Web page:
06/07/07 10:33 PM ET
Schilling throws one-hitter vs. A's
Red Sox ace comes within one out of his first no-hitter
By Rick Eymer / Special to MLB.com
"It was an interesting day," said Epstein. "This is the one day where none of us really get to see the big-league game. We were all in the Draft room and we had the game on outside the room and kept kind of poking our head out and getting updates and trying not to jinx things. It was funny, because the ninth inning came around right when the 55th pick was about to be selected. We were trying to do two things at once.
"We actually closed the door to the Draft room with one out in the ninth inning and asked people not to make noise outside no matter what happened in the big-league game. We actually saw the base hit right before we selected. It was great to be able to see our club win and than have two guys we weren't sure would be at our pick get there at 55 and 62. All in all, it was a good day."
Schilling already owns a spot in Red Sox lore and now he's mentioned in the same breath as Billy Rohr and Rick Wise, the only other pitchers in Sox history to come within an out of a no-hitter. Rohr did it in his Major League debut on April 14, 1967, while Wise did it on July 2, 1975."I needed to pitch well and get consistent and we needed to win," Schilling said. "After the fourth or fifth inning, I'm aware of it. It's not something that dictates pitch selection, though. I just felt good late in the game. My velocity got better and my stuff got sharper as the game wore on. After the seventh inning, it was cool. With two outs in the ninth, I was sure." The Red Sox's ace was one out away from putting his name in the history books, but a single got past a diving Alex Cora. "I needed 10 more inches," Cora said. "When I saw the play on television, I looked so bad. We sure needed Curt to pitch like that. He was great." David Ortiz supplied all the offense, booming a home run over the center-field fence with two outs in the first inning. Ortiz also didn't realize Schilling was working on a no-hitter until the ninth inning. "I'm glad I didn't know because I get nervous," Ortiz said. "For some reason, I looked up at the board with one out in the ninth and saw all those zeroes. I kept looking until I saw the zero under the 'H.' I turned around and the guys were shushing me. Then I was getting nervous, and that's not a good feeling." Ortiz has hit safely in eight straight and had six hits in 14 at-bats against the A's, including two home runs and two doubles. "Twenty-five guys and 24 of them were watching the game," a smiling Cora chided. "He's the only one not watching." Mike Lowell and Coco Crisp each turned in a defensive play that helped Schilling keep his no-hitter intact. In the seventh, a ball took a bad hop on Lowell, but he was able to keep it in front and threw out Mark Ellis. In the sixth, Crisp ran down Mark Kotsay's ball just in front of the center-field fence, making an over-the-shoulder catch. Schilling threw a one-hitter in 1992 and another in 2002. It was also his 20th career shutout, and the first since May 14, 2003. This was the 104th start he's made since then. Oakland starter Joe Blanton (5-4) allowed only one run on four hits over 7 1/3 innings. Blanton retired 16 of 18 hitters between the first and seventh innings. For Schilling, it was just a matter of focus. "I stunk on Saturday," he said of his performance against the Yankees. "I was good today."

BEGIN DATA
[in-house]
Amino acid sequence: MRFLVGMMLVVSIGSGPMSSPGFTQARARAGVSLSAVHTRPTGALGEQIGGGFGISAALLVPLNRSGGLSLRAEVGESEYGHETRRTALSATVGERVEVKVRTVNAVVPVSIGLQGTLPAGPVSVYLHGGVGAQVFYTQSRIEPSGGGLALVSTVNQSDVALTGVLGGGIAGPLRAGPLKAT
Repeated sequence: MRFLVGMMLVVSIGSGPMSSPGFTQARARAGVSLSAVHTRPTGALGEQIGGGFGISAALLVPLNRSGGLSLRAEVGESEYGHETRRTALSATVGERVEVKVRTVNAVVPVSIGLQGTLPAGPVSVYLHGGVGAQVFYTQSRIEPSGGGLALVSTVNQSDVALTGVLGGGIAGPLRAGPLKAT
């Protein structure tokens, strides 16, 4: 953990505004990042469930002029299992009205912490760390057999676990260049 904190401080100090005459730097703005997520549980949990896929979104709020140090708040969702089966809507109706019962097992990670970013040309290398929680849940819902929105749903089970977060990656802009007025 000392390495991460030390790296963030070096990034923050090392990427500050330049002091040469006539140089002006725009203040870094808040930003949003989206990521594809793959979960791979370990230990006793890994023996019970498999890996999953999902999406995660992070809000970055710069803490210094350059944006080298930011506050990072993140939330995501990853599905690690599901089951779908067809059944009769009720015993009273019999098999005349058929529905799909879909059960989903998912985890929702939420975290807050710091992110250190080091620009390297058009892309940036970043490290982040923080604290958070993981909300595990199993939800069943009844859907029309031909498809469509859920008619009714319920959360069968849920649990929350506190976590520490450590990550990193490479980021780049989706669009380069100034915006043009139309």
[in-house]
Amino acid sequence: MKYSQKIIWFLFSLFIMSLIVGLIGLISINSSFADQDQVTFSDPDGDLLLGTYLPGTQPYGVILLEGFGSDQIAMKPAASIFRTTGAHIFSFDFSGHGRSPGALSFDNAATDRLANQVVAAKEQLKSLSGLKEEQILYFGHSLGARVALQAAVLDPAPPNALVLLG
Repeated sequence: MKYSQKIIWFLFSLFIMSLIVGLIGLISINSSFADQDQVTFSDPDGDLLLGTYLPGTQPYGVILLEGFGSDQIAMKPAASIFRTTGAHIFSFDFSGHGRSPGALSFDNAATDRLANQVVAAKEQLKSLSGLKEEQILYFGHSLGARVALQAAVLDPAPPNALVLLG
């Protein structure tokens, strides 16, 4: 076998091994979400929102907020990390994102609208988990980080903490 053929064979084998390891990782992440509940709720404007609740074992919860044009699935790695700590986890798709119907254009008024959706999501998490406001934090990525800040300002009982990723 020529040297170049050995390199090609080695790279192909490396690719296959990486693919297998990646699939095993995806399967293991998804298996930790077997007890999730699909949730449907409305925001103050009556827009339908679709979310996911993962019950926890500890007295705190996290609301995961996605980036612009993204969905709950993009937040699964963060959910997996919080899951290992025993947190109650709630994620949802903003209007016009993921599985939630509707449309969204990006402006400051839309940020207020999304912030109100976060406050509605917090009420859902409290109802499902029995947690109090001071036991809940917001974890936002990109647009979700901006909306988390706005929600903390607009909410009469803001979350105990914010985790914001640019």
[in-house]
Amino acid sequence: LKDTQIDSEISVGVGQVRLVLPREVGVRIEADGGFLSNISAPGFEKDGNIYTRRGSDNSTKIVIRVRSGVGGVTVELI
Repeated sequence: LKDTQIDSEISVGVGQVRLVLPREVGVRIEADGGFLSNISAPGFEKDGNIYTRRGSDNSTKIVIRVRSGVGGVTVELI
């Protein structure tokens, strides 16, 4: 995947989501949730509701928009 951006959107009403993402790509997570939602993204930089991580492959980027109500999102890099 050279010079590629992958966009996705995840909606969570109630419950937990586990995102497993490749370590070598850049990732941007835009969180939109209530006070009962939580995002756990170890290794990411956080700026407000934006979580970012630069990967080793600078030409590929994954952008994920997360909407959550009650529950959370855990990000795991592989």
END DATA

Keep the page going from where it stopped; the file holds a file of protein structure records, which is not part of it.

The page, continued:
Rick Eymer is a contributor to MLB.com. Ian Browne contributed to this report. This story was not subject to the approval of Major League Baseball or its clubs.